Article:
Most everybody around Bainbridge Island knows Tom McCloskey. Since he retired in 2012, he’s been active in many community organizations, especially the Rotary Club of Bainbridge.
And it’s for his work as a Rotarian, and as a volunteer, that he was named the 2016 Citizen of the Year by the Bainbridge Island Chamber of Commerce.
That award carries the great honor of getting to be the grand marshal for the July 4th parade on the island.
“I’m accepting the honor on behalf of all those who I have worked with in all the organization that I volunteer for,” said McCloskey of being named Citizen of the Year, and getting to be grand marshal for the parade. “In my mind, they’ll all be right up there with me.”
The parade, which is on July 4th and travels down Winslow Way, will begin with a convertible and seated in it will be McCloskey and his wife, Louise, to which he gives much credit.
“In everything I’ve done to help out here on Bainbridge, she’s been with me every step of the way,” he said.
Tom and Louise moved to Bainbridge Island in 1994, from California. They had been to the Seattle area on business and a friend told them to check out Bainbridge Island.
“We did,” he said. “We came here and stayed in a bed and breakfast. And on the ferry back we said to each other ‘This is where we want to live.’”
So they left his home state of California, moving their business The McCloskey Group, to Bainbridge Island. He’d operated the company since 1980 and when they married in 1993, Louise became part of it.
The company was in action until Tom retired in 2012. It was a consulting firm that specialized in emergency response and crisis management services to more than 70 oil and utility companies and government agencies in more than 40 countries around the world. Previously, he worked as the assistant to the Secretary of Energy and Minerals in the U.S. Department of Interior during the Carter Administration. He has a bachelor’s degree in political science from the University of Notre Dame, and a master’s degree from the Monterey Institute of International Studies.
His work took him all over the world and he can attest to 6 million miles on airliners.
“I loved my work,” he said. “I worked 365 days of the year, 10 to 12 hours a day. But I got tired of having to say goodbye to my wife. So I retired.”
And, because he was so busy when he was working, and didn’t have time to be a part of the Bainbridge Island community, in retirement he has made it his goal to “give back.”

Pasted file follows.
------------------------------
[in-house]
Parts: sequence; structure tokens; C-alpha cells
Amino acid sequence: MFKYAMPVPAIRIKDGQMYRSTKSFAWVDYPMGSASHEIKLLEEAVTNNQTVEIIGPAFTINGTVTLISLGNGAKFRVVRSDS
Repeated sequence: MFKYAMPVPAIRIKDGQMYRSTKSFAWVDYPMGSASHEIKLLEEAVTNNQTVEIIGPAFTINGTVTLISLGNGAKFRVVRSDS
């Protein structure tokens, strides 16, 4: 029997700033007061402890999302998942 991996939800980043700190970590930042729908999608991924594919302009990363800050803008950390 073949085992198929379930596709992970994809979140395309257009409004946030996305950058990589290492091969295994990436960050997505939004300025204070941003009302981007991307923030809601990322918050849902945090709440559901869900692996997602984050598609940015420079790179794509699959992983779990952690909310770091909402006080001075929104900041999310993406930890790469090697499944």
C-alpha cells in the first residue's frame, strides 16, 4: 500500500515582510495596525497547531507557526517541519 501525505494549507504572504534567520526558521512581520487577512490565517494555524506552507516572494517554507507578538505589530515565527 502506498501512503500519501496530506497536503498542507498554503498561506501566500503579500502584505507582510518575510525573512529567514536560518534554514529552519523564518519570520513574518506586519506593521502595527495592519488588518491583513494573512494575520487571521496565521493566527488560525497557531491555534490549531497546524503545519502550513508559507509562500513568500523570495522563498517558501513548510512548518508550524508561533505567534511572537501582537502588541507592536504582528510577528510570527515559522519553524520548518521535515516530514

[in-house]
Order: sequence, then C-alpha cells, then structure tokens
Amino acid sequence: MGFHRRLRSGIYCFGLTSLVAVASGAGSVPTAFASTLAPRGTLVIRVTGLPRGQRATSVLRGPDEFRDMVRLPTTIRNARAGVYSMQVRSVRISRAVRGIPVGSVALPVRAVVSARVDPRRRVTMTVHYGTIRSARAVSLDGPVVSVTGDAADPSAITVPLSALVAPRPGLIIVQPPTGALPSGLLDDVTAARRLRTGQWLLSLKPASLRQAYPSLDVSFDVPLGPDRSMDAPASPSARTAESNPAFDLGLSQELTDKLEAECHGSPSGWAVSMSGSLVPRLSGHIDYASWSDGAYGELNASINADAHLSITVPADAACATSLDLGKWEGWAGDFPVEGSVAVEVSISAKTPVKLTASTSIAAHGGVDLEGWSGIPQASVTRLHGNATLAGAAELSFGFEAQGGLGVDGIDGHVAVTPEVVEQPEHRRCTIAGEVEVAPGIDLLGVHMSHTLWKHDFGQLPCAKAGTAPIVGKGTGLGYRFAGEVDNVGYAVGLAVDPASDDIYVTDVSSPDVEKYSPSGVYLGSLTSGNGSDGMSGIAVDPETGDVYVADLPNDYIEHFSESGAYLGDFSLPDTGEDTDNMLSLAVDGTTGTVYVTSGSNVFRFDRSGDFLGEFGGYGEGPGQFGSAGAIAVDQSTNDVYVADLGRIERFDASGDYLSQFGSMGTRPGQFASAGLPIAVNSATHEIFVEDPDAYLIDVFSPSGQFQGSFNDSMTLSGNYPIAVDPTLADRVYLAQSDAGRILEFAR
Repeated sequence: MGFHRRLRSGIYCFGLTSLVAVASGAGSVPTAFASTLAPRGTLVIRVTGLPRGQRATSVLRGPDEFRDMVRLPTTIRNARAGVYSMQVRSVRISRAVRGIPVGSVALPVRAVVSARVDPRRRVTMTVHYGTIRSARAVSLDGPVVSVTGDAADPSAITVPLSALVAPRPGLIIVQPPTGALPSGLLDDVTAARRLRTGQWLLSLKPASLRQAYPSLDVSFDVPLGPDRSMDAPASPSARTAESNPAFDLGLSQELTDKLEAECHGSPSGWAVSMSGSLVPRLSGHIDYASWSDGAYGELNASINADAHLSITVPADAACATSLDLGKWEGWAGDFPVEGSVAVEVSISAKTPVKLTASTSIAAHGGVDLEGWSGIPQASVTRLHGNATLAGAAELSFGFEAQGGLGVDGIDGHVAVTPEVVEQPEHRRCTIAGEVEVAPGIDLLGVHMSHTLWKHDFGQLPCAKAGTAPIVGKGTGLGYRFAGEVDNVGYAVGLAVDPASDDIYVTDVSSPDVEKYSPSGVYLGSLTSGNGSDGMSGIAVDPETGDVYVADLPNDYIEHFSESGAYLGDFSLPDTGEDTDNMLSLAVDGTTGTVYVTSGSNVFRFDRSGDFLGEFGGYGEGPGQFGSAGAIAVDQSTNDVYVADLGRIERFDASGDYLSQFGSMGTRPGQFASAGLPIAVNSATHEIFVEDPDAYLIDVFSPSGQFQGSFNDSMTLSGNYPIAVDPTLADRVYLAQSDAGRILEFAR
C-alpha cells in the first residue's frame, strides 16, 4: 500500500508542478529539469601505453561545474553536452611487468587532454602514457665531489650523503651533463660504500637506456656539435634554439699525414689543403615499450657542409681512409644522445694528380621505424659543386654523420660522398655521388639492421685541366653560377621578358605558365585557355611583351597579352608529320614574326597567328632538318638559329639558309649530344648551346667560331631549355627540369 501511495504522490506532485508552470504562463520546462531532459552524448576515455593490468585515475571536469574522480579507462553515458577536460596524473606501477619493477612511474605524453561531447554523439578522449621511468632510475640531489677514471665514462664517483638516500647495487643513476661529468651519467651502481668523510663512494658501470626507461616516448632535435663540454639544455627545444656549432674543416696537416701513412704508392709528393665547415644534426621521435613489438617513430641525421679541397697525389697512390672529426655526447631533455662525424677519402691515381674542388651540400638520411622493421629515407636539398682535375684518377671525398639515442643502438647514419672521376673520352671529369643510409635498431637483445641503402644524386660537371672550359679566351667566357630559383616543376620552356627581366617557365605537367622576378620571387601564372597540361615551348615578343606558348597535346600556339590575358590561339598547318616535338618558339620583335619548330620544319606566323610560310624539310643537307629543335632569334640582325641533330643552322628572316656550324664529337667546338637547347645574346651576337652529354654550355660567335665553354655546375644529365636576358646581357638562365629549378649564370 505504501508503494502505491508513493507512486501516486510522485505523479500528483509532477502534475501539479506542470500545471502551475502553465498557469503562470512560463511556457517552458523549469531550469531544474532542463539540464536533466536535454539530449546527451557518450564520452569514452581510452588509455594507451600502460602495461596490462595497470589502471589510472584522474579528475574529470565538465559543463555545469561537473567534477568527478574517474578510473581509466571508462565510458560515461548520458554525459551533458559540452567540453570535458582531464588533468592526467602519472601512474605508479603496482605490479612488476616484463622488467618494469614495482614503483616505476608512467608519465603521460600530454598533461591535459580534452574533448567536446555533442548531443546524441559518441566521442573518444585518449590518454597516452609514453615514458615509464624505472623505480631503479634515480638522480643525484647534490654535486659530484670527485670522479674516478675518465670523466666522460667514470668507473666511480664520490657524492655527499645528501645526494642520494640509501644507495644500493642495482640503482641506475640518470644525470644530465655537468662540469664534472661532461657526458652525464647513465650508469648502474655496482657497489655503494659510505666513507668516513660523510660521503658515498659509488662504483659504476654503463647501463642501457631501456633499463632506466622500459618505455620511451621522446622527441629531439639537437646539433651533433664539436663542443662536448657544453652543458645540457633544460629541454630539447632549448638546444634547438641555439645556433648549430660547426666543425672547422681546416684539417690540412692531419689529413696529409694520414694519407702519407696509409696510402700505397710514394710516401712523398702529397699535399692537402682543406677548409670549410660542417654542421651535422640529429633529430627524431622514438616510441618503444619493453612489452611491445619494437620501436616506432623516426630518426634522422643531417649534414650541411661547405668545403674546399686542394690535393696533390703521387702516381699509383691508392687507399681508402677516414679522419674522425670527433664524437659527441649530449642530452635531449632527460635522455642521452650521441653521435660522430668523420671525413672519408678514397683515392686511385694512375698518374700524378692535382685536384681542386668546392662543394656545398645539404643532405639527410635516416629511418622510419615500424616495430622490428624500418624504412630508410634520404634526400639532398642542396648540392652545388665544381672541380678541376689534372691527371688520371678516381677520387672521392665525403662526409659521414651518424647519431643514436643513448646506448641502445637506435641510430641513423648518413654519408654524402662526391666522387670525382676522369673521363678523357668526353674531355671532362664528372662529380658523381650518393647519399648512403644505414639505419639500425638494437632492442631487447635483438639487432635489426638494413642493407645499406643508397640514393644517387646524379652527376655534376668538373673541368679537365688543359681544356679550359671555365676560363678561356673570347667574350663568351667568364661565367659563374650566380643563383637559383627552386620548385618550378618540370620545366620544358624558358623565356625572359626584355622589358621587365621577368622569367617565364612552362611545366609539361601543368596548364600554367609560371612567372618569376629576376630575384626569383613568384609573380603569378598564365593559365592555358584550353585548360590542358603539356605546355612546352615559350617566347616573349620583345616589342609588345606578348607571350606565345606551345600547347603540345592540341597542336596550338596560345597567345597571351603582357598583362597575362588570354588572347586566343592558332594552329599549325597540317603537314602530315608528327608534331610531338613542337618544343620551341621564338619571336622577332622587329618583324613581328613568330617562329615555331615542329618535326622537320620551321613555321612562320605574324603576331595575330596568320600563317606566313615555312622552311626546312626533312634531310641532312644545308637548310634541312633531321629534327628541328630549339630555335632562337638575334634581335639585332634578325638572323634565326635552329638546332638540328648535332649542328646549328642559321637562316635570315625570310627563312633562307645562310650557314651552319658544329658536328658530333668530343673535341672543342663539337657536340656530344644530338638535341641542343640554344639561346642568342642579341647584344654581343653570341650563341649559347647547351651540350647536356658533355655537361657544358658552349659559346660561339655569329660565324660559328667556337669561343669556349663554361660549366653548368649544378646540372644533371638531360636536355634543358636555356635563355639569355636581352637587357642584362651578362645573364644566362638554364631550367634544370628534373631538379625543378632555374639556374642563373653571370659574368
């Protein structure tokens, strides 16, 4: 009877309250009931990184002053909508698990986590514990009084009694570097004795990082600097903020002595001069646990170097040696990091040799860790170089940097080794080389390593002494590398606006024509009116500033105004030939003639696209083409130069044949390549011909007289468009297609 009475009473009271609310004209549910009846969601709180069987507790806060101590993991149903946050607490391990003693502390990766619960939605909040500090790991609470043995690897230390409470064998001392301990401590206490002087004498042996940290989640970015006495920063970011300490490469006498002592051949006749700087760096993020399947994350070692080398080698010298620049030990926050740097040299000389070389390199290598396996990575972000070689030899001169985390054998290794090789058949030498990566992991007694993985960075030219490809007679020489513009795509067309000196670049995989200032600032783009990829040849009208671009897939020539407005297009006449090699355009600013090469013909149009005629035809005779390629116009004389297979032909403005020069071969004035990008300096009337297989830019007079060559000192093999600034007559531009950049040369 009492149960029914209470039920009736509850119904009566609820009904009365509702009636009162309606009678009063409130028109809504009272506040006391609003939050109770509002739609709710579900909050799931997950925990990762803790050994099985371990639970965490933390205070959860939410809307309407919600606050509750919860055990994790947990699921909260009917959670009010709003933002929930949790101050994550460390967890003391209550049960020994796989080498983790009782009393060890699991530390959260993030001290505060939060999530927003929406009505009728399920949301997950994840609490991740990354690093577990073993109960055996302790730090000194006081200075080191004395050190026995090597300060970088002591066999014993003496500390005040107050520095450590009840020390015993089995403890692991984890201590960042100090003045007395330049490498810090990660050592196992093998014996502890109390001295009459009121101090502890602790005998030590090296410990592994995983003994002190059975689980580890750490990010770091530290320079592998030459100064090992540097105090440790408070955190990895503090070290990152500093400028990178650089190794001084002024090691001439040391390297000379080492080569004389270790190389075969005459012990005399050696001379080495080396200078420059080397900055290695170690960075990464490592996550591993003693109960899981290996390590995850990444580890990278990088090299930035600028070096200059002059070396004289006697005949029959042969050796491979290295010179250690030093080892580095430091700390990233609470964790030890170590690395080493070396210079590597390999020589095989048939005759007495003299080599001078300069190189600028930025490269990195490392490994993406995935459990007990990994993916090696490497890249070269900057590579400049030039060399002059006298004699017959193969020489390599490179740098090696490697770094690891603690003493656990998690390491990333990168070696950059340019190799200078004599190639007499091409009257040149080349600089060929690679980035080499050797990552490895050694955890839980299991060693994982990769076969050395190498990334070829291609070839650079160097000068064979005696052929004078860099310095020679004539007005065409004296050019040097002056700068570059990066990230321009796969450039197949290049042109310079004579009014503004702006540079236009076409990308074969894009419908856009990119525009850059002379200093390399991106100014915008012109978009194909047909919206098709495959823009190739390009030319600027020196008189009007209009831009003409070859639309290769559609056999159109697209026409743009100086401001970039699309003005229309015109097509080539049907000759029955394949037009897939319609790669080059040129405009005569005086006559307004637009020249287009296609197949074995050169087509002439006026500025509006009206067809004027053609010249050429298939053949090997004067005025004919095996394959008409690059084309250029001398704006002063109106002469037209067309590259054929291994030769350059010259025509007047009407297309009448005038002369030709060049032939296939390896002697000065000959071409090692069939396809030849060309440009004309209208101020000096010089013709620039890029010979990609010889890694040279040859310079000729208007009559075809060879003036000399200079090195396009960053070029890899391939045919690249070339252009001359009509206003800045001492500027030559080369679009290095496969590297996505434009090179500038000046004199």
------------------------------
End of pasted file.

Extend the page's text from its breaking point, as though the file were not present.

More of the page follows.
“I’ve had a very blessed life,” he said. “I had great parents, great siblings and great friends. I love living on Bainbridge Island. And I want to repay life’s lessons.”
He was drawn to the Rotary because of their message: “Service Before Self.”
“It’s a fantastic organization and gets things done,” he said, noting he joined in March of 2012.
That year, he helped with the club’s annual auction and in 2014, he became chairman of the auction. He’s chairman again this year.
The auction, he said, is something that is special to him because of the volume of support it gets.
“Members work so hard to make it happen,” he said. “And people donate things that are really worth something. And then, there’s all those people who come out on the day of to shop.”
Last year, the auction brought in nearly half a million dollars, he said. And they’re hoping for a repeat of that — or greater — this year.
Every penny of that is given back to the community in the form of grants and service projects, he added.
The list of organizations and campaigns he’s volunteered for is long. It includes Rotary director of community services and auction chairman, chair of vocational service committee for the Bainbridge Island School District and a member of the district’s career and technical education committee, member of the Community Emergency Preparedness Committee, volunteer with Helping Hands including food drives, grants and fundraising events, director of the Bainbridge Youth Services board and chair of its summer internship program committee, member of the board of directors of the Bainbridge Public Library, treasurer for the People for Parks and Islanders for a Secure Bainbridge campaign committees, and the Bainbridge Striders.
On the day of the parade, McCloskey will be a busy guy. He plans to ride as grand marshal at the head of the parade and when he gets to the end, he’ll run back to join the Rotarians as they march in the parade.
“I began walking in the July 4th parade with the Rotary in 2014,” he said. “It was very overwhelming — the outpouring of support from the people along the route saying ‘Thank you’ to the Rotary for all we do.
I wouldn’t miss that, no matter what.”